[p2p-hackers] Practical clustering
dbarrett at quinthar.com
Thu Mar 9 21:27:15 UTC 2006
So Ive enjoyed the discussion on the mathematical foundation and taxonomy
of networks vis-à-vis clustering, but what techniques have you found useful
on a more nuts-and-bolts level? It seems to me the clustering problem can
be broken down into (roughly):
1) Measuring the distance between any two nodes: How have you defined
distance in this context: physical distance, latency, network hops,
throughput, etc? And for your selection, what techniques have you used to
measure it (IP geolocation, synthetic coordinate systems, embedded
traceroute, network monitoring, etc)?
2) Measuring the strength of any given node: How have you defined
strength in this context: uptime, CPU, memory, upload capacity, download
capacity, etc? How have you measured these?
3) Join algorithm: When a new node comes into the network, how do you
determine its placement? Is it a top-down, recursive approach, or a
bottom-up, emergent approach?
4) Optimization algorithm: As new nodes come and go (or even as a
background process) how do you optimize the network by promoting and
demoting nodes, and on what basis?
5) Repair algorithm: Given that any node can disappear at any time without
warning, how do you mitigate the effect of this and clean up afterwards?
And not all clustering need be in a network sense. With iGlance, for
example, I have a video buddy list feature where you have a super
low-bandwidth video stream to all your peers. My initial thought for this
was to have each client build up a pose library in order to optimize for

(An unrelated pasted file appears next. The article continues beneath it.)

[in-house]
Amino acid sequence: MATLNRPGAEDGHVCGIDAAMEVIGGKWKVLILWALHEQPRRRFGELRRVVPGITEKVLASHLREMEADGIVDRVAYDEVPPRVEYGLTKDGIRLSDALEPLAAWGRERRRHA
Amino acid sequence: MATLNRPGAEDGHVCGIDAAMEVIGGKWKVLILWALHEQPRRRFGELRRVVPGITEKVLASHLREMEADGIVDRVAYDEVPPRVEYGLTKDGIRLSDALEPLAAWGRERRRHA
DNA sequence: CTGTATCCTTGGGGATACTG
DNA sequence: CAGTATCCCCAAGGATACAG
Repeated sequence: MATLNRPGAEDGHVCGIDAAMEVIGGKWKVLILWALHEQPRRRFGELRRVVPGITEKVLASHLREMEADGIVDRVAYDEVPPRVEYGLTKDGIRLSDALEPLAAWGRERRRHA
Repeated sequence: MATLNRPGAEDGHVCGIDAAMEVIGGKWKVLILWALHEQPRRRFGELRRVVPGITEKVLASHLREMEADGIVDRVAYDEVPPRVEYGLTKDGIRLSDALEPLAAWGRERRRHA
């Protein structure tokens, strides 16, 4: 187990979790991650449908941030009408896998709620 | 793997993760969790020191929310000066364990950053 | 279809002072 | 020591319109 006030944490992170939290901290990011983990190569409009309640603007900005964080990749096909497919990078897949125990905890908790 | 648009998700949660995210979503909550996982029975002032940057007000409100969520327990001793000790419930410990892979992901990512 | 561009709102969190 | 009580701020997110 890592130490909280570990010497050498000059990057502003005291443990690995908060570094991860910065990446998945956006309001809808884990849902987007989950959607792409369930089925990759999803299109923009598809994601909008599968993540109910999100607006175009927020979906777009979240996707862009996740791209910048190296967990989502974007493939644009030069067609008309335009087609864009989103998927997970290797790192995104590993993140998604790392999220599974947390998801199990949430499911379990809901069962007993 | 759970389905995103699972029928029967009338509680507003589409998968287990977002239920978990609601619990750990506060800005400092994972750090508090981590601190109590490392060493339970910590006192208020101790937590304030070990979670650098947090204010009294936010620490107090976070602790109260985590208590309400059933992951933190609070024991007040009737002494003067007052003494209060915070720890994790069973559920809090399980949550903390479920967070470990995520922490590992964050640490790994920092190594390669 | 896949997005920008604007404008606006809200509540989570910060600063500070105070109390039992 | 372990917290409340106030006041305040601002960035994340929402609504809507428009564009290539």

the massive similarity between frames in a video stream of you sitting in
front of your computer. For example, theres the looking at screen pose
and talking on phone pose, and away from computer pose, and so on. My
goal was to accumulate this pose library over time, and then just send out
indices into this library.
Id classify the clustering algorithm I used for my pose library generation
1) Distance: Use an image differencing function that roughly equated to
number of pixels changed (it was more sophisticated than this, but not by
2) Strength: If a new image coming in is within some tolerance of an
existing image, just increment the strength of the old image and discard
the new. Thus wed gradually identify which images were most common, and
call those the strongest poses.
3) Join algorithm: Trickle a new image down from top to bottom. At each
node, if its within tolerance, discard and increment its strength. If
outside tolerance, compare to children and pick whichever is within second
tolerance. If none are, call it a new child.
4) Optimization algorithm: Set a fixed limit on the number of nodes allowed
in the tree (based on how much memory I was willing to allocate to the
problem) and before a node creates a new leaf discard the weakest child
branch if were at our limit. I think there was also a fan-out limit and
when overrun, Id measure the distances between all children, find the pair
that was closest, and then demote the weaker under the stronger.
5) Repair algorithm: Not applicable to this problem because images didnt
just disappear without warning.
Anyway, so thats a clustering approach I used, and it worked surprisingly
well. The big problems were it had too many magic numbers (merge
threshold, split threshold, total node numbers, etc) and it was hard
choosing the right values. That and at the end of the day, the number of
poses you have even staring at your computer is actually quite high, and
simply sending a 1FPS video feed creates a better experience, is easier to
implement, and is sufficiently low bandwidth for my needs. Im sure with
enough tweaking it could be made to work and support a huge number of peers,
but meh. Work for a future day. Assuming I even kept the source, when itd
be just like me to throw it away.
So, thats my real-world clustering story. What story do you have, and what
lessons did you learn?
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